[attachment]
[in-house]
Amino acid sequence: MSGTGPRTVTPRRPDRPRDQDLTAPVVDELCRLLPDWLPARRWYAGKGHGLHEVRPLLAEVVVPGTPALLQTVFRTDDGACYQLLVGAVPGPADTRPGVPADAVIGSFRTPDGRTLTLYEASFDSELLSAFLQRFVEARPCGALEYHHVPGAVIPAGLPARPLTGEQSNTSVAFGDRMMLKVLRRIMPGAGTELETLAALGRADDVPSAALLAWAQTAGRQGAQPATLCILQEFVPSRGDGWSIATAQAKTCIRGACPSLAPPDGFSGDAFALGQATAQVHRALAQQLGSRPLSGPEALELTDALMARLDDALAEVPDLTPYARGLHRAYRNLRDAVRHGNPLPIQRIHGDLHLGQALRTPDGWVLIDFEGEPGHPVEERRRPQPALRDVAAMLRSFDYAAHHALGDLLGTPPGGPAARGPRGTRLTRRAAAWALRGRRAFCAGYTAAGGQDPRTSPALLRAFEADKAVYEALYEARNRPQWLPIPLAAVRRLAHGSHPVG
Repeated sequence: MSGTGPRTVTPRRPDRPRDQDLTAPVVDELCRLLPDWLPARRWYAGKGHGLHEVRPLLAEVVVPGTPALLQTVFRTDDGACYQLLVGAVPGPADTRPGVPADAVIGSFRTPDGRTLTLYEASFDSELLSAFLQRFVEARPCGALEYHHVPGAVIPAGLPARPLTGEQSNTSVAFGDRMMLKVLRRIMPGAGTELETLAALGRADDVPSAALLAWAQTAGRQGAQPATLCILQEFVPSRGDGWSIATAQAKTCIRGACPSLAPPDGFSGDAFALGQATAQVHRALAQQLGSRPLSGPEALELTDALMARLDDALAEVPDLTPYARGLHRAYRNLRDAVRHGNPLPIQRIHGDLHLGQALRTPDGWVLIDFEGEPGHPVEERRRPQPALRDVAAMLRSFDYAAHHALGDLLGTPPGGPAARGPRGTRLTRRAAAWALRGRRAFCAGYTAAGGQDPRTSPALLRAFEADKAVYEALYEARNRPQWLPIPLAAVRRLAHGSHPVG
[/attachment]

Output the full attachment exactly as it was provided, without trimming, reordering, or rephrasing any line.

[in-house]
Amino acid sequence: MSGTGPRTVTPRRPDRPRDQDLTAPVVDELCRLLPDWLPARRWYAGKGHGLHEVRPLLAEVVVPGTPALLQTVFRTDDGACYQLLVGAVPGPADTRPGVPADAVIGSFRTPDGRTLTLYEASFDSELLSAFLQRFVEARPCGALEYHHVPGAVIPAGLPARPLTGEQSNTSVAFGDRMMLKVLRRIMPGAGTELETLAALGRADDVPSAALLAWAQTAGRQGAQPATLCILQEFVPSRGDGWSIATAQAKTCIRGACPSLAPPDGFSGDAFALGQATAQVHRALAQQLGSRPLSGPEALELTDALMARLDDALAEVPDLTPYARGLHRAYRNLRDAVRHGNPLPIQRIHGDLHLGQALRTPDGWVLIDFEGEPGHPVEERRRPQPALRDVAAMLRSFDYAAHHALGDLLGTPPGGPAARGPRGTRLTRRAAAWALRGRRAFCAGYTAAGGQDPRTSPALLRAFEADKAVYEALYEARNRPQWLPIPLAAVRRLAHGSHPVG
Repeated sequence: MSGTGPRTVTPRRPDRPRDQDLTAPVVDELCRLLPDWLPARRWYAGKGHGLHEVRPLLAEVVVPGTPALLQTVFRTDDGACYQLLVGAVPGPADTRPGVPADAVIGSFRTPDGRTLTLYEASFDSELLSAFLQRFVEARPCGALEYHHVPGAVIPAGLPARPLTGEQSNTSVAFGDRMMLKVLRRIMPGAGTELETLAALGRADDVPSAALLAWAQTAGRQGAQPATLCILQEFVPSRGDGWSIATAQAKTCIRGACPSLAPPDGFSGDAFALGQATAQVHRALAQQLGSRPLSGPEALELTDALMARLDDALAEVPDLTPYARGLHRAYRNLRDAVRHGNPLPIQRIHGDLHLGQALRTPDGWVLIDFEGEPGHPVEERRRPQPALRDVAAMLRSFDYAAHHALGDLLGTPPGGPAARGPRGTRLTRRAAAWALRGRRAFCAGYTAAGGQDPRTSPALLRAFEADKAVYEALYEARNRPQWLPIPLAAVRRLAHGSHPVG